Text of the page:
This problem flares up into the upper mids as well as the lower treble. This is not a calm and serene-sounding IEM, it is blaring and highly engaging, physically interesting and packs a little bit of a kick.
Physicality is high on the JQ 4Upro and the midrange takes a bit of an altered path to what I know most IEMs in this range to feel like, not sound like, but to feel like.
The physical wince factor is moderately potent, but not severe. There are plenty of other sets that went overboard in this, but thankfully the JQ 4Upro did not go overboard.
But what is there is still a bit of a wince factory, especially in older 80s tracks that I enjoy.
The top side of the JQ 4Upro is hostile and bright. Oddly, the lacking bass boom on the low end makes this IEM feel a bit lopsided and heavily favored in the treble region.
This means there is a lot more treble than there is bass even with the bass dialed up a lot and the treble dialed down.
The tonality of the JQ 4Upro is an analytically cool sound to me. It lacks warmth and clearly wasn’t intended to be wooly, or velvet-like in form factor.
The top side is overly impacting, in my opinion. Fatigue sets in after a good 15 minutes and faster if I am listening to anything in SynthWave or, once more, my new favorite modern band (Polyphia) who sadly doesn’t record high-quality tracks.
The top side is akin to a spotlight sometimes, but I guess some people really like that. No tip selections seemed to fix that, and it only became something I can listen to for a while before I madly drop the treble on my custom EQ and HiBy Music MSEB profiles.
Dropping down the top side EQ is something I’ve not had to do for a while in this pricing tier. Most, if not all the sub $300 IEMs lately have been reserved and shimmering on the top side at best.
This is the first to come along that is bright, analytical, punchy, and lacking physicality in a sense of density context. By that, it feels like a thin-sounding tone up top.
The imaging prowess of the JQ 4Upro is average at best and doesn’t feel like any part of the sound field is better than any other part that is available.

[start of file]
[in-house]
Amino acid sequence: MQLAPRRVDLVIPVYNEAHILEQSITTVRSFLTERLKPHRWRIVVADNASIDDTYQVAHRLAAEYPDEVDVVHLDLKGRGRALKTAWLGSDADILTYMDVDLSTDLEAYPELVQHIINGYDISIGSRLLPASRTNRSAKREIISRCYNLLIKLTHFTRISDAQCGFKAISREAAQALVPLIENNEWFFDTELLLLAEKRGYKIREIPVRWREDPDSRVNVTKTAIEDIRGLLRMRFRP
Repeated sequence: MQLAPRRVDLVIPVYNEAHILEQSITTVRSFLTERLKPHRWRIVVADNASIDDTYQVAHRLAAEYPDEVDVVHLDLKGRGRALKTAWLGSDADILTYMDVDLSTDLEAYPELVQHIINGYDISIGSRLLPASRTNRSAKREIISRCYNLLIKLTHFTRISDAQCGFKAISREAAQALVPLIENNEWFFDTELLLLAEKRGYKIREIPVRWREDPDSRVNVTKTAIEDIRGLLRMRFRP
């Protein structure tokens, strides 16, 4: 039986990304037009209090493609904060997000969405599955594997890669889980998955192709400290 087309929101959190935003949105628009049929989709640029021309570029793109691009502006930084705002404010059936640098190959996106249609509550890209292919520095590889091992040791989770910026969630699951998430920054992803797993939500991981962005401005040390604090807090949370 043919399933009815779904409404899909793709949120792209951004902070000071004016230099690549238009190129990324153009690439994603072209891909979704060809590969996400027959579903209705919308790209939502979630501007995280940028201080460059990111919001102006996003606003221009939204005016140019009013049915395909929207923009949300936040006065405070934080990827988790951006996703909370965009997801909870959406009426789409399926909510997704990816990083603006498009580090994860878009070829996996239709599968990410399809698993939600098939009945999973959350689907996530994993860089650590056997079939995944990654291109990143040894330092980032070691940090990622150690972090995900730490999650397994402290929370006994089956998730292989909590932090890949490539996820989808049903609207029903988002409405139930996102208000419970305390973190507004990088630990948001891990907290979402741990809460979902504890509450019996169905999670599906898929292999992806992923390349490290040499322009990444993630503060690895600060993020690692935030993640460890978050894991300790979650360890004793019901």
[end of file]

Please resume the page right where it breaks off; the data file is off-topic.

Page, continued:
Width, height, depth, and the entire spectrum seem equal. What is there, is just good. This is not a sound staging titan, but I would argue that it is coherent and physically boxed-shaped.
I enjoy the forwardness factor, it is highly engaging, this entire set is just screaming engagement anyway.
So it is no surprise really if the imaging is also tuned to make sure your ear doesn’t fall prey to abundance in terms of depth, height, width, or separation, while any of the others listed there are lacking. Equality all around.
Although I would also say that separation qualities in stage left to right are the star of the show, likely aerated by the plentiful treble aspect that makes it feel more spacious than it actually is.
At a rated 19Ω, the JQ 4Upro doesn’t require any amplifiers, but it is also very stubborn in what it pairs with. The chase for synergy was a tough one for this review and I have opted to just stick with my TempoTec V6 player over anything else.
Lately, I prefer my Sony phone since it has a wonderful internal DAC system with a 3.5mm output, running to a CEntrance HiFi-M8 V2. But in this case, the V2 makes the IEM way too icy.
Two ‘icy’s’ mixed together was just too much for me, I needed something neutral and warmer, and my XRK uber solved that, but it lacked the power output of the TempoTec V6.
So, I was in a stressful position. I ultimately found that the best overall setup is a dead neutral one with a reserved treble intended to tame hot treble instances.
In that regard, the V6 DAP won the day. The JQ 4Upro also does get noticeably more smoothed out with a lot more power.
Despite ratings of low ohmage, the JQ 4Upro highly benefits from a lot of juice. May have something to do with the plethora of BA’s in there and one of them meshing more with higher voltage input.
I ran through a lot of DAPs and amps to find the best overall sound that made sense and tamed the top side while adding some needed low end, and the TempoTec V6 seemed the best meshing that I had on hand.
The Stellaris is entirely a Planar design, but it feels like a lead weight compared to the JQ 4Upro, which is obviously going to be the case, of course.
The Stellaris feels velvety, thick, weighty, and dense compared to the lighter, airier tone of the JQ 4Upro. While the Stellaris is also a bit bright, the JQ 4Upro is even brighter.
Interestingly, the Stellaris has noticeably better depth of field and realism factor but ends up feeling a bit boring compared to the very engaging and physical JQ 4Upro here.
The Airship is around 1/3 the size and feels denser and heavier than the JQ 4Upro. The Airship has an audibly superior depth of field and a more reserved tone and texture, while the JQ 4Upro feels punchier and livelier.
The low end of the JQ 4Upro feels purer on the low end, cleaner, but also far less quantity offered than the Airship.
The JQ 4Upro is a solid entry if you are into the punchier and bright sound type. It is very beautiful and well-made, no doubt there.
The cable is lovely too, combined with good comfort and passive isolation qualities, I consider this a good contender.
I am interested to see what they can generate in 2033 and look forward to more experiences with this company.